Game one of the NLCS went to the Cubs by a score of 8-4. However, their bats fell silent in games two and three where they lost 1-0 and 6-0. They became one of only a handful of teams to have ever been shut out in back-to-back games in the Championship Series. “The Curse of the Billy Goat” loomed in the back of people’s minds but Chicago did not disappoint. First baseman Anthony Rizzo and shortstop Addison Russell both hit home runs in the Cubs 10-2 win over L.A. in game four followed by their 8-4 win in game five. On Oct. 22, the Cubs returned to the famous Wrigley Field and clinched their first World Series berth in 86 years in front of their hometown crowd by a score of 5-0. Second baseman Javier Baez and starting pitcher Jon Lester took home Co-NLCS MVP awards for their performance in the series.

The World Series began at 5 p.m. Oct. 25 in Cleveland. The Indians bested the Cubs in game one after Kluber pitched six shutout innings while striking out nine. The Cubs tied the series at one after a big game from designated hitter Kyle Schwarber who was returning from a knee injury. The series now shifts to Chicago to host their first World Series game since 1945.  Since the American League won the All-Star game back in July, Cleveland will have home field advantage over the best of seven series and will return home for games six and seven if necessary. Josh Tomlin will take the ball for the Tribe while Kyle Hendricks will toe the rubber for Chicago. Both Chicago and Cleveland are ready to end their respective droughts. Both teams are led by potential Hall of Fame managers and a young core of players. Both teams have their own storybook ending that they’d like to write, but only one team can be crowned the champions. For one city, the wait is almost over.

The Puyallup Post is the award-winning student news of Pierce College Puyallup in Puyallup, Washington. Copyright The Puyallup Post 2017. Twitter/Instagram @puyalluppost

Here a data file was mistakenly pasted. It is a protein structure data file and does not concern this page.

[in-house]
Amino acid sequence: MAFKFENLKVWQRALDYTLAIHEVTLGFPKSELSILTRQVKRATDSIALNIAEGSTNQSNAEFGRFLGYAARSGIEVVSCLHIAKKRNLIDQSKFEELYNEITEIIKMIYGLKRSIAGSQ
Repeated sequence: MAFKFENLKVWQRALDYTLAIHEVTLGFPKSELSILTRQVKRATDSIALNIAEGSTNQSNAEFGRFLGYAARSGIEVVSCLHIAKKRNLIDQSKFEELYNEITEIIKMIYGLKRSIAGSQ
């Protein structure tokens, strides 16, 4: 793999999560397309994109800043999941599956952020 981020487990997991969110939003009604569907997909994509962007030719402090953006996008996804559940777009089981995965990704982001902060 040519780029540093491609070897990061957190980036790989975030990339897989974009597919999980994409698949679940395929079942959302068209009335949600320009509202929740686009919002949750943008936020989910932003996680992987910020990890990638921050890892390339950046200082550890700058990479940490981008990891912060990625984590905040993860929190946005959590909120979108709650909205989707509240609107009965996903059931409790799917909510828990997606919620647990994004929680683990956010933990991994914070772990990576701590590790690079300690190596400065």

Colton Swanson

Colton Swanson

Online Reporter at The Puyallup Post
My mood generally depends on how well the Mariners did. Beard enthusiast. I would love to become a beat writer for the Seattle Mariners but if I’m writing about sports then I will be satisfied. My passion for sports writing began in my junior year of high school when I created a Twitter page dedicated to my thoughts on the Mariners. From there, I found my way onto multiple sports websites where I covered the Mariners and a couple other teams throughout the season. If you need me, Safeco Field is the first place you should check.
Colton Swanson

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Colton Swanson

My mood generally depends on how well the Mariners did. Beard enthusiast. I would love to become a beat writer for the Seattle Mariners but if I’m writing about sports then I will be satisfied. My passion for sports writing began in my junior year of high school when I created a Twitter page dedicated to my thoughts on the Mariners. From there, I found my way onto multiple sports websites where I covered the Mariners and a couple other teams throughout the season. If you need me, Safeco Field is the first place you should check.

Cubs and Indians meet for 2016 Fall Classic

by Colton Swanson time to read: 5 min